The company website has an explanation of the evolution of the trade mark and why they want to change it though, oddly, it is not illustrated with the new logo. There are also many hostile comments by members of the public, often saying "if it ain't broke, don't fix it" -- my sentiments exactly.

14 July 2010

Disposing of chewing gum on pavements

Most people hate the way dropped chewing gum forms yucky stains on pavements. Now a British company has come up with a way to stop it.

Traditionally, innovation has concentrated on cleaning methods, such as blasting the gum with steam. A short list of inventions along those lines can be seen here

Revolymer, a company based in Holywell, north-east Wales, has a different solution. They modify chewing gum itself by adding an amphiphilic graft copolymer. "Amphiphilic" means  molecules involving a polar, water-soluble group attached to a nonpolar, water-insoluble hydrocarbon chain. It means that water disperses the gum from pavements, and washing up liquid removes it from carpets or clothes.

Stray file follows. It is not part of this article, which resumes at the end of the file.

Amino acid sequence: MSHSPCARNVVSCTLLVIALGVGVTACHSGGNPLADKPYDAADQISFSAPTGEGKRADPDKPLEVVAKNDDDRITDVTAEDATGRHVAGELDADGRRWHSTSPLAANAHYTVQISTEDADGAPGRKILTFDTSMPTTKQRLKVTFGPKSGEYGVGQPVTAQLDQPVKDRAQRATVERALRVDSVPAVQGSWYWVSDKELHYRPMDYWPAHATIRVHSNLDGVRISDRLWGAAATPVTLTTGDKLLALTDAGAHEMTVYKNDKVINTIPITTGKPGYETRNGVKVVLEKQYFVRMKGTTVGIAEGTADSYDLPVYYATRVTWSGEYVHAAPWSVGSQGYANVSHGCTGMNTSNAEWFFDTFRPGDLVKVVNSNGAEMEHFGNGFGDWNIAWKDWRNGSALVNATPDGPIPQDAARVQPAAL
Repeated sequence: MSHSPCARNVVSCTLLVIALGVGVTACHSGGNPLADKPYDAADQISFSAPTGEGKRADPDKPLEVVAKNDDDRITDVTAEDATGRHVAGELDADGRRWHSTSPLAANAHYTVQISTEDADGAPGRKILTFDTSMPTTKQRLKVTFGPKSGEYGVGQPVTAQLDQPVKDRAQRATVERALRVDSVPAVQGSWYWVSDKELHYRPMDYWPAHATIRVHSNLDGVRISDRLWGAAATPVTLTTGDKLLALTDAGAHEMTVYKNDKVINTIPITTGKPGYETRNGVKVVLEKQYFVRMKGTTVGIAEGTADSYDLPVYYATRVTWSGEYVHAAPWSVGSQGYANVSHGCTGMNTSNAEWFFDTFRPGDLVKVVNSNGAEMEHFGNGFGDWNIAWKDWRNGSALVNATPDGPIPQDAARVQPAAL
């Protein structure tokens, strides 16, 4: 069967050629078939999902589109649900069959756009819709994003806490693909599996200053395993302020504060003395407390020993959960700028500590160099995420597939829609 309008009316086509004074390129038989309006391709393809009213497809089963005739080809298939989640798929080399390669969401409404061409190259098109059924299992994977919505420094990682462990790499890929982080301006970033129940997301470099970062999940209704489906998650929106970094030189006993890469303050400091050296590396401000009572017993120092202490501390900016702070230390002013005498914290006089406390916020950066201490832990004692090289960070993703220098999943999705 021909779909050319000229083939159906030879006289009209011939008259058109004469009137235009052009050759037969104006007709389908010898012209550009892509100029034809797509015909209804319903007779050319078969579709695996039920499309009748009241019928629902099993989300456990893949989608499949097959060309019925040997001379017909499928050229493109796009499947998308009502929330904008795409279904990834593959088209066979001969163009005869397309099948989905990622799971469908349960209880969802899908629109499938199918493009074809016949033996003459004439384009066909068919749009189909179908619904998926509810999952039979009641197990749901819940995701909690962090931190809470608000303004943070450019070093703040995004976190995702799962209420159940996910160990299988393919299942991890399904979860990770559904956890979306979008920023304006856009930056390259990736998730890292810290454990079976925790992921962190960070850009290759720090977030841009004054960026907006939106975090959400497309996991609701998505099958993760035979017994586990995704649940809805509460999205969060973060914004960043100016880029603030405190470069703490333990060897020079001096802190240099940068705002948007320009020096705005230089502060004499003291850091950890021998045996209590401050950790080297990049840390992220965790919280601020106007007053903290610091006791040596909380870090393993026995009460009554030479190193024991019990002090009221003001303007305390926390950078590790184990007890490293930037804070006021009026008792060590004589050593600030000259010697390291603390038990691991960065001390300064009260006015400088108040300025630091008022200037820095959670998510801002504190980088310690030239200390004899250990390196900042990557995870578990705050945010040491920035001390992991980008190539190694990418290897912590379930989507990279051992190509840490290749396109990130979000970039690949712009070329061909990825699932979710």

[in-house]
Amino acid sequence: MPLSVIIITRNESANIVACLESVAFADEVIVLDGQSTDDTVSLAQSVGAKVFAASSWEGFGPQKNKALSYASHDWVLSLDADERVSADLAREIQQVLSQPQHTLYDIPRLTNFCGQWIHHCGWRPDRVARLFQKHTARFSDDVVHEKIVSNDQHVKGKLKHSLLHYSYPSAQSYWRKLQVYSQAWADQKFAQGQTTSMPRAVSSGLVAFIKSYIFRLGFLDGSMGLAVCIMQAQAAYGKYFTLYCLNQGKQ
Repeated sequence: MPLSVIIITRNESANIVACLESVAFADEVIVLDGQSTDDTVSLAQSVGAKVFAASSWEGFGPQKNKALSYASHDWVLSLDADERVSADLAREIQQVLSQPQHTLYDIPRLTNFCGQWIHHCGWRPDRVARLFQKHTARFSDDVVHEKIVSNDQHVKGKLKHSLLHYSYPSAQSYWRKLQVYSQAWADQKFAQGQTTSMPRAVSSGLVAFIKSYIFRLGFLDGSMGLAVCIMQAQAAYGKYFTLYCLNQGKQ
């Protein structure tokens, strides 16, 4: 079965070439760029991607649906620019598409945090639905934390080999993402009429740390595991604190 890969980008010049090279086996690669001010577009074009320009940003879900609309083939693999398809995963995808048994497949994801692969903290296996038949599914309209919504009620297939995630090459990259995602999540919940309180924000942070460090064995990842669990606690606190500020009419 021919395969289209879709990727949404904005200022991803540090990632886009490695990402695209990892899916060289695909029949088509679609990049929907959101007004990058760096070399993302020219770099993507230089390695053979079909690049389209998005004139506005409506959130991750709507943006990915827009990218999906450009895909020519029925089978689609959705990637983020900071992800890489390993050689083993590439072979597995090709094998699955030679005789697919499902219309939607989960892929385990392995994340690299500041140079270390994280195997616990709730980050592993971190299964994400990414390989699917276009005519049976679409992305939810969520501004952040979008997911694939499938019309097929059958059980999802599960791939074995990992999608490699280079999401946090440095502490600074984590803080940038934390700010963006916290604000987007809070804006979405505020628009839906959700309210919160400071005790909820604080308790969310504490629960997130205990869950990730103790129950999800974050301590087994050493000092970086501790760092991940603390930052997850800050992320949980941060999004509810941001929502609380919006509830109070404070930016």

The new polymer is called Rev7®. Gum is hydrophobic (water hating) and the addition makes it hydrophilic, water loving. More details can be seen on the company website as well as in their initial patent application, Polymeric materials having reduced tack. I like the mention of "tack", and apparently gum stains are called "cud" in the industry. The chemical structure for the polymer is given below.

Revolymer polymer
The company is a spin-off from the University of Bristol. They estimate that councils spend £150 million in Britain alone to remove the unsightly mess. £10 million was spent in four years of development, with backing from venture capital and private equity money.

The American authorities have approved its use, and approval is going through its final stages in Europe. The company's options are to licence the product to a major manufacturer, or to sell their own brand. Revolymer hopes to be selling the product in 2011 in Europe.